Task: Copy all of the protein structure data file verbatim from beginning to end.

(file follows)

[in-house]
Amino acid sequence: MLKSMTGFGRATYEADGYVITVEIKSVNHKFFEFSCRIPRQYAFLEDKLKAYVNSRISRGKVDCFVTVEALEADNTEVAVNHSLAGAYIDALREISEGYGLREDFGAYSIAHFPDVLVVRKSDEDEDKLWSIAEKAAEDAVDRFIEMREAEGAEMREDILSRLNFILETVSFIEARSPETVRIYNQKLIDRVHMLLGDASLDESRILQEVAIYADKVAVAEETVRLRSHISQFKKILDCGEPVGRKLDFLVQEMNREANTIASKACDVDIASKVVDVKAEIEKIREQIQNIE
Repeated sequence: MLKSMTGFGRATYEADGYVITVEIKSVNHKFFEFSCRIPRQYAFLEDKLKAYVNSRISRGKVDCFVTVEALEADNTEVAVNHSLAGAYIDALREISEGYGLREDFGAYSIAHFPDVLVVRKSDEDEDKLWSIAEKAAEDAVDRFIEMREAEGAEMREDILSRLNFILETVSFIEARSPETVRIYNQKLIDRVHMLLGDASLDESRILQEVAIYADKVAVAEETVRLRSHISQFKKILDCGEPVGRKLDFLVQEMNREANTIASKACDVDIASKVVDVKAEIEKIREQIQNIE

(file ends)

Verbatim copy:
[in-house]
Amino acid sequence: MLKSMTGFGRATYEADGYVITVEIKSVNHKFFEFSCRIPRQYAFLEDKLKAYVNSRISRGKVDCFVTVEALEADNTEVAVNHSLAGAYIDALREISEGYGLREDFGAYSIAHFPDVLVVRKSDEDEDKLWSIAEKAAEDAVDRFIEMREAEGAEMREDILSRLNFILETVSFIEARSPETVRIYNQKLIDRVHMLLGDASLDESRILQEVAIYADKVAVAEETVRLRSHISQFKKILDCGEPVGRKLDFLVQEMNREANTIASKACDVDIASKVVDVKAEIEKIREQIQNIE
Repeated sequence: MLKSMTGFGRATYEADGYVITVEIKSVNHKFFEFSCRIPRQYAFLEDKLKAYVNSRISRGKVDCFVTVEALEADNTEVAVNHSLAGAYIDALREISEGYGLREDFGAYSIAHFPDVLVVRKSDEDEDKLWSIAEKAAEDAVDRFIEMREAEGAEMREDILSRLNFILETVSFIEARSPETVRIYNQKLIDRVHMLLGDASLDESRILQEVAIYADKVAVAEETVRLRSHISQFKKILDCGEPVGRKLDFLVQEMNREANTIASKACDVDIASKVVDVKAEIEKIREQIQNIE